BELFAST, Maine — The people toiling away in an office overlooking Belfast Harbor are great colleagues — but they technically don’t work with each other.
Instead, they are part of The Office, a cooperative workspace where each rents a nook or a private space by the month and then uses it to write, design, plan events or do whatever else their work entails.
But they also take turns cleaning up, taking out the trash and more.
“We all do our own thing, but we all work together,” said Meg Reilly, who used her share of the space this summer as the office for the Friendship Sloop Amity and will continue to use it for her bookkeeping business.
“It does feel very much like a collaboration,” said Jennifer Hill of Memorable Events, the de facto caretaker for the office space. “Everybody pitches in. It’s more than just a rental.”
Reilly and Hill were among the participants Friday in the co-op’s monthly office meeting in the shared conference room.
Hill said that The Office has existed for a little more than a year now. The idea was born when the first tenants realized that the bright, roomy office space was too expensive for any of them to rent individually, but that they might make a go of it by sharing costs. The idea of co-working or cooperative offices has caught on over the last few years in cities from San Francisco to Toronto to New York but is just making its way into more rural regions, including Maine.
Landlords Jerry Savitz and Mike Lewis have been very supportive of the idea, Hill and other tenants said.
“They’ve been very good about letting us stay here,” said Heather Selin, a consultant working on international tobacco control policies. “In a way, the landlord is part of the cooperation.”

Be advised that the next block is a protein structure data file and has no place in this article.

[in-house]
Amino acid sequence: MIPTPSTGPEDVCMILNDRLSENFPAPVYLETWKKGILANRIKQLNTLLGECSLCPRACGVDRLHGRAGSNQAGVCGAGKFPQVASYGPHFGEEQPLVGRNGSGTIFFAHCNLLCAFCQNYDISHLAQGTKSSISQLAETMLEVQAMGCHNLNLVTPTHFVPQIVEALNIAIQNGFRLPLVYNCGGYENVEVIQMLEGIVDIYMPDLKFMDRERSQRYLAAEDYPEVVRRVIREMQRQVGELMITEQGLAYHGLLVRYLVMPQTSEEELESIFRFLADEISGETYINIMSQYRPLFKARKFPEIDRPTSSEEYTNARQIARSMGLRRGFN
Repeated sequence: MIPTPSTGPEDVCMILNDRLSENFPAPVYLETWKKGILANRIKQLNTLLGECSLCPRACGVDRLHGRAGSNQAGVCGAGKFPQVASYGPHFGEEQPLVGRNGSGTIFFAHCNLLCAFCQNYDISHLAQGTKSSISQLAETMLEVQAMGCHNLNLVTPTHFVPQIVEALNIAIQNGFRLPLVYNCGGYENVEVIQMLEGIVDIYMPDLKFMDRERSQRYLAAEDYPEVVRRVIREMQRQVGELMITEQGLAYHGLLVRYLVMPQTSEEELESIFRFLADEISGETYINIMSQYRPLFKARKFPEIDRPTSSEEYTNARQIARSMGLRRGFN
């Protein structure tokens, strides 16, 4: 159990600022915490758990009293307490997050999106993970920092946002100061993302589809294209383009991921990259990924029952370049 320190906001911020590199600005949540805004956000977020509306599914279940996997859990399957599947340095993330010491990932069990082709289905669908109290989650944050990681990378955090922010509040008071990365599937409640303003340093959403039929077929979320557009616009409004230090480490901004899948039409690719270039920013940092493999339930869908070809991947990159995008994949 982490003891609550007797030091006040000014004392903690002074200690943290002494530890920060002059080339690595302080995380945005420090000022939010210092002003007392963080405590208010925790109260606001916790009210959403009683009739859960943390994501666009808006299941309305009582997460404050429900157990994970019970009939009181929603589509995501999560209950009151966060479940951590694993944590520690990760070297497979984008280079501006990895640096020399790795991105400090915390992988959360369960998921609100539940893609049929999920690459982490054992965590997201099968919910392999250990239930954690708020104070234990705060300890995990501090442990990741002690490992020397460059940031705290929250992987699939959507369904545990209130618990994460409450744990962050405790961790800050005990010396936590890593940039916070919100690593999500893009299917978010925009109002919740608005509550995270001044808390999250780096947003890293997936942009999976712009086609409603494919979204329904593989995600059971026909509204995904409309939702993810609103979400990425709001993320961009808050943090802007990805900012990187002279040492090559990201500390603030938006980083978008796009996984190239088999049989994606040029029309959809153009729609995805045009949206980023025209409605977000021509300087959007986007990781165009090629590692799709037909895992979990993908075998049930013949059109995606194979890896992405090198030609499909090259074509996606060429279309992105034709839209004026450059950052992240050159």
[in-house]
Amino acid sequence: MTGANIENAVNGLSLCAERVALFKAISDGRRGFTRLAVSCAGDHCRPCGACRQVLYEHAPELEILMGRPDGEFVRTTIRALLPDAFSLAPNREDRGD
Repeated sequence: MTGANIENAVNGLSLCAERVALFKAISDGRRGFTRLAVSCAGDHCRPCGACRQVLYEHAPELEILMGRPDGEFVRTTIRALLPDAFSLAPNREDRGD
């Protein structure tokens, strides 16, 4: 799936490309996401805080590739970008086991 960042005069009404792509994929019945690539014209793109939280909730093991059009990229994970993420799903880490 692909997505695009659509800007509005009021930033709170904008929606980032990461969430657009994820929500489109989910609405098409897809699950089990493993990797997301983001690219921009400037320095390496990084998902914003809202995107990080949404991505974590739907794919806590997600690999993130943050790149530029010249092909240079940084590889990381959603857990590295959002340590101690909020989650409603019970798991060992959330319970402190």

Rent of $150 a month for the nooks and $300 a month for private offices include heat, electricity, Wi-Fi and the use of the conference room. It’s a price affordable enough that people who might otherwise work at home are able to have a collegial place to go and have their own office space.
“It’s a way to separate work and home,” Selin said. “This is an affordable space with good colleagues. You’ve got the companionship of other people working around you.”
That can be a blessing.
“Any home consultant will tell you that it can be isolating,” she said of working alone at home.
Graphic designers Lee Parent and her sister, Joanne Parent, are new members of the cooperative. Lee Parent said that while she worked at home for years and years, a problematic Internet connection there means she’s happy to be somewhere it is more reliable.
It’s also nice to have a little distance between work and home, with its distractions of chores, children and partners, she and other tenants said.
“I do like working at home, but I’ve got to say, it helps to have a place to go to. It really raises the level of other people’s perceptions of your business,” Parent said.
Another perk of a cooperative work environment is that the tenants can take advantage of economies of scale that might not otherwise be available to a solo worker, like purchasing paper in bulk. In the future, the co-op members said they might like to purchase a printer and copier to be shared.
Right now, tenants bring in her their own laptop computer or other equipment that they need and keep it in their own space. The nooks are not separated by walls or cubicles, but by colorful screens that each person puts up.
“I would love to see this space grow,” Reilly said.
For information about The Office, please contact Jennifer Hill at 930-5700 or email@example.com.